the formal townships are hugely over-populated and offer a very low quality of
The government is now
planning an ambitious project to rapidly supply open tracts of land in and
around cities with water and sewerage infrastructure and then transfer them to
people with title deeds and permission to build their own houses.
Abandoned buildings in inner
cities will be renovated into decent living units.
It is in this project that
expropriation will be essential in terms of costs and time.
We are talking blandly about
expropriation without compensation, but actually it means expropriation with no
compensation, very little compensation, ample compensation or compensation
equalling full market value.
It is worth reading Section
25 (3) of the Constitution in this regard. It states that regard should be paid
to “all relevant circumstances” which it defines as “the current use of the
property; the history of the acquisition and the use of the property; the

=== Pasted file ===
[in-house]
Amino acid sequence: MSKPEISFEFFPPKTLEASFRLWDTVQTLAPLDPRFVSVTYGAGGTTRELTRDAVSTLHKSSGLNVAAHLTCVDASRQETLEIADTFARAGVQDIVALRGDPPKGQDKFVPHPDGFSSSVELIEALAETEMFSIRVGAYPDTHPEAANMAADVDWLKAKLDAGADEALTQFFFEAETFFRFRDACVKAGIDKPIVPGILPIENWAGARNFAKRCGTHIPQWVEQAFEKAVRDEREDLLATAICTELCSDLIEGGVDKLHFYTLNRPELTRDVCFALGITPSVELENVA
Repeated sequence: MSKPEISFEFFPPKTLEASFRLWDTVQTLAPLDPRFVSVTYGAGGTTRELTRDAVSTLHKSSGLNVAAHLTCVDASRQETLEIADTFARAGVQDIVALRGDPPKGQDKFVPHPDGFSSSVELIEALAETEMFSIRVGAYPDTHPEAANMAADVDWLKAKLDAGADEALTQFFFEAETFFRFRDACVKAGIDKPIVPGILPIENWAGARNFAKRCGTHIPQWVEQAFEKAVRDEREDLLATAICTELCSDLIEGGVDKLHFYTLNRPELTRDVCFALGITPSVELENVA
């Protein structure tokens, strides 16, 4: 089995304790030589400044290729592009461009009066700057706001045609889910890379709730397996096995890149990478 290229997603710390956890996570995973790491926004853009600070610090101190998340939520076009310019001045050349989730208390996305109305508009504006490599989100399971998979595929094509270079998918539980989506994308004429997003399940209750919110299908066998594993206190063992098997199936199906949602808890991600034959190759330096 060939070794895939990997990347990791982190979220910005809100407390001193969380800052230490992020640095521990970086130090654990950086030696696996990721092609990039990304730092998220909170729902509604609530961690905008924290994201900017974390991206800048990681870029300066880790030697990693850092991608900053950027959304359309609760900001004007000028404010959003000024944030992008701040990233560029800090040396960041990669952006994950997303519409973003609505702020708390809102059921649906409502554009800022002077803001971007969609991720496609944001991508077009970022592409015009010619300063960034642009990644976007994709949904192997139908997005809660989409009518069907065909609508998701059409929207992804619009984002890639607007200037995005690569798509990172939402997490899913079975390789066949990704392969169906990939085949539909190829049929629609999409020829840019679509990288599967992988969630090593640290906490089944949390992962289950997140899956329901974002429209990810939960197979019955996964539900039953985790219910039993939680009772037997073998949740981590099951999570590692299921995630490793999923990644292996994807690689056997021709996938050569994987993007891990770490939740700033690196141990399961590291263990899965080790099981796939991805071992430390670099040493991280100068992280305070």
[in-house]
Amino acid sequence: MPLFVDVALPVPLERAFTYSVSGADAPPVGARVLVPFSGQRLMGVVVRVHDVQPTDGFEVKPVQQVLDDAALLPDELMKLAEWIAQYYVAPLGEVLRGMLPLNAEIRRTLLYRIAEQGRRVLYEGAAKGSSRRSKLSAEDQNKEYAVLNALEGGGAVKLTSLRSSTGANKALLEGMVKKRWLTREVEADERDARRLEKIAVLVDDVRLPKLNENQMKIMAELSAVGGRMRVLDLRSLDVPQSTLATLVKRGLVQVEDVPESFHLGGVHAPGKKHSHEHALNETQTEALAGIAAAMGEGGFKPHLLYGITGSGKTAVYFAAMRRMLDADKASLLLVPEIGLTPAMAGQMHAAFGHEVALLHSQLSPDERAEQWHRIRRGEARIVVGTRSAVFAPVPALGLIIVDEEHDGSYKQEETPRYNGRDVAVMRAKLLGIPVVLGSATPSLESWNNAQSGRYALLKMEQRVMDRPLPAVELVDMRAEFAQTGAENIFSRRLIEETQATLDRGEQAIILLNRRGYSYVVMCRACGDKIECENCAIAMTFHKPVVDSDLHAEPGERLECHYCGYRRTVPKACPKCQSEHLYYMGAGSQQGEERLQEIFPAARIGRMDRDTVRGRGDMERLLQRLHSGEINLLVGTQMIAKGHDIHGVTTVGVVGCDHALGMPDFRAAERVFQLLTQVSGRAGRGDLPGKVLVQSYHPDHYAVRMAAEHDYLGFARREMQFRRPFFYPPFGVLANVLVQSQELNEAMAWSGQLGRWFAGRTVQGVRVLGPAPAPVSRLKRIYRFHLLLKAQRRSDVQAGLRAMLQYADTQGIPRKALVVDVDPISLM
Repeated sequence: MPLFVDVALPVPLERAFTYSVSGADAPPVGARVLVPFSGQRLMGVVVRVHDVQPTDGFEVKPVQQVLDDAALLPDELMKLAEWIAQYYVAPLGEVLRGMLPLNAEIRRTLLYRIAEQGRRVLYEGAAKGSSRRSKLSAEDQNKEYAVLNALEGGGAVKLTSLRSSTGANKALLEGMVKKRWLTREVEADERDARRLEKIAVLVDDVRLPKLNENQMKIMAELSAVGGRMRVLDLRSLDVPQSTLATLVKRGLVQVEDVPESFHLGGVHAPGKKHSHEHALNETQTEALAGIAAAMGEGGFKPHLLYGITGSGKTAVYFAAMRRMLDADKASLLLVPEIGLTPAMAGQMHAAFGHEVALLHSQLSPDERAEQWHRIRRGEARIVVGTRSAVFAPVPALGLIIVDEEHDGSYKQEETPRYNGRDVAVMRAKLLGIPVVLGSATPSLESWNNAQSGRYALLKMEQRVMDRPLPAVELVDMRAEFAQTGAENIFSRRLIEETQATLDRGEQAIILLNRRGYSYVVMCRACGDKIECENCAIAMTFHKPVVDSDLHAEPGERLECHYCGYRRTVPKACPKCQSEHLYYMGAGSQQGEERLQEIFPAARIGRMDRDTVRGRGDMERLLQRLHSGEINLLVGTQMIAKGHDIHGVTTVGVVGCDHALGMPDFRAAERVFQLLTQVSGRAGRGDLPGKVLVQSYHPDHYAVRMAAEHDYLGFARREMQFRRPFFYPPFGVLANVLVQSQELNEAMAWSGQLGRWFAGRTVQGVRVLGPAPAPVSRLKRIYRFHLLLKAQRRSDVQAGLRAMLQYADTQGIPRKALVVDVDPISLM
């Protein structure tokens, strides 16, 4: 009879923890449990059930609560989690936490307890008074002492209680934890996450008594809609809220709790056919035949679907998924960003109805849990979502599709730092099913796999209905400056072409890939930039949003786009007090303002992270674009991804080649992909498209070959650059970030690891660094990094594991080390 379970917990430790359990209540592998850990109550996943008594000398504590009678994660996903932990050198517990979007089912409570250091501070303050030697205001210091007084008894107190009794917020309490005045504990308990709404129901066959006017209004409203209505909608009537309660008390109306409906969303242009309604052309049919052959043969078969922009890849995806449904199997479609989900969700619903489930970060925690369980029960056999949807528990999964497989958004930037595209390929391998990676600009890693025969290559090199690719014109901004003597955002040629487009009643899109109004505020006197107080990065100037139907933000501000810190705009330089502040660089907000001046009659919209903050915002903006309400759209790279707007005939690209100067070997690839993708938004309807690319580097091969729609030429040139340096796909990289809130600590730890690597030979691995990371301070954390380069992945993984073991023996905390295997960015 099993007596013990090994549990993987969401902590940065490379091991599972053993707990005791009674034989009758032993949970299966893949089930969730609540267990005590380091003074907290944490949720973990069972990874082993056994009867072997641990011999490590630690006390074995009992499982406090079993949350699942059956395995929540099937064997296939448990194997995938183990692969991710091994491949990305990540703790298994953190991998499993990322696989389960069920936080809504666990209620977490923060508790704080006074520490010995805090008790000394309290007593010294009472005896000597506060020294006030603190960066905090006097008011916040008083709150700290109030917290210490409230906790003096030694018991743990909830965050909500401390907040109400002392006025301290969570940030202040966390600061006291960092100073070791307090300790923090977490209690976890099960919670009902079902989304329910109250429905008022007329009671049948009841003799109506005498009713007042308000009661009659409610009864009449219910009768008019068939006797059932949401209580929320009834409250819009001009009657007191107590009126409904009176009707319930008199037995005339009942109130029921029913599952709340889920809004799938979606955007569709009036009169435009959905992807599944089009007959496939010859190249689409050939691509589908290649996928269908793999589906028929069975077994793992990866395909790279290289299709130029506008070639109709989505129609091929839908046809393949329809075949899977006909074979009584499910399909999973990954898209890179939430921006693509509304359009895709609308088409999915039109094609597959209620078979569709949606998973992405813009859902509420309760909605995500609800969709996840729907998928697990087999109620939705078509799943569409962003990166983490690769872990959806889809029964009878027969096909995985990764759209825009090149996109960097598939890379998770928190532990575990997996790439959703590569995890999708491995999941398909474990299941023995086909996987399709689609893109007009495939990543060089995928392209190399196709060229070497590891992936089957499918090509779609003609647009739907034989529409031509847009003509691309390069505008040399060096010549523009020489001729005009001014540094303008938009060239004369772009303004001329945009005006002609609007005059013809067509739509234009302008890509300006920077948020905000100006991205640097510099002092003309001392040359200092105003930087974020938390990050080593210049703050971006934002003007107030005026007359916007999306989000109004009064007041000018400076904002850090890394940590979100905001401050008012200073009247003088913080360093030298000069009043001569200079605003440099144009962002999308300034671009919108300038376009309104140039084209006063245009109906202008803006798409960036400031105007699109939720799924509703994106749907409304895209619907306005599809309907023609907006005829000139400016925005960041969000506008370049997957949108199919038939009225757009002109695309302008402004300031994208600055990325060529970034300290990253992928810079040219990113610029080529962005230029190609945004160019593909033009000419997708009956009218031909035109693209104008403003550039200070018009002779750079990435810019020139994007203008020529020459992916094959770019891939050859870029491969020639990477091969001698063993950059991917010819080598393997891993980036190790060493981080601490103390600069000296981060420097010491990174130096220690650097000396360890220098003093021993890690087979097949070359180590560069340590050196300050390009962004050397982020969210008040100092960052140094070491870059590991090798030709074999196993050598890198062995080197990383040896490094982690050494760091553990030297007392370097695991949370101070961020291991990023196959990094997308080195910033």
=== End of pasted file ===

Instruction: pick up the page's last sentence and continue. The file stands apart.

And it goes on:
market value of the property; the extent of direct state investment and subsidy
and the acquisition and beneficial capital improvement of the property; and the
purpose of expropriation.”
The redistribution of
agricultural land is also important, but not quite as urgent. Post-settlement
support to new farmers is more difficult than acquiring the land – the vast
majority of redistributed farms have become commercial failures because of the
lack of support.
The government has confirmed
that it sits on more than four thousand commercial farms that it hasn’t been
able to give to new farmers. Former president Kgalema Motlanthe’s High Level
Report commissioned by Parliament makes it clear that state capacity, an
incompetent bureaucracy and corruption are more to blame for the slow pace of
land reform that any other factor.